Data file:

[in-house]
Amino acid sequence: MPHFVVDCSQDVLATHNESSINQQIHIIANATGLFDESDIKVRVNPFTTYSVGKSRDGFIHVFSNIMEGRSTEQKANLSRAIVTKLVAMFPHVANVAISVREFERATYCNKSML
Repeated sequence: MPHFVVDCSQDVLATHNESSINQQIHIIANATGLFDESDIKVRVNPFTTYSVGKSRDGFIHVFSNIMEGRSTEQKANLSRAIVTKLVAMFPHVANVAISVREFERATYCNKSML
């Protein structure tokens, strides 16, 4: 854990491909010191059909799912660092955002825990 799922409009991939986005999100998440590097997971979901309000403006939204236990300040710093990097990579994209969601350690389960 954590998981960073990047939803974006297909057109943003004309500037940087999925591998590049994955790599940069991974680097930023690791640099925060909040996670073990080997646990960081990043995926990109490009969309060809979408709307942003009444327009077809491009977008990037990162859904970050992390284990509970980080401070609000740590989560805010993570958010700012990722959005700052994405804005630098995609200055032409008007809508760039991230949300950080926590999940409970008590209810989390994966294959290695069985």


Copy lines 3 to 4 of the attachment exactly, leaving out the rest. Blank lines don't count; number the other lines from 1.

Repeated sequence: MPHFVVDCSQDVLATHNESSINQQIHIIANATGLFDESDIKVRVNPFTTYSVGKSRDGFIHVFSNIMEGRSTEQKANLSRAIVTKLVAMFPHVANVAISVREFERATYCNKSML
């Protein structure tokens, strides 16, 4: 854990491909010191059909799912660092955002825990 799922409009991939986005999100998440590097997971979901309000403006939204236990300040710093990097990579994209969601350690389960 954590998981960073990047939803974006297909057109943003004309500037940087999925591998590049994955790599940069991974680097930023690791640099925060909040996670073990080997646990960081990043995926990109490009969309060809979408709307942003009444327009077809491009977008990037990162859904970050992390284990509970980080401070609000740590989560805010993570958010700012990722959005700052994405804005630098995609200055032409008007809508760039991230949300950080926590999940409970008590209810989390994966294959290695069985």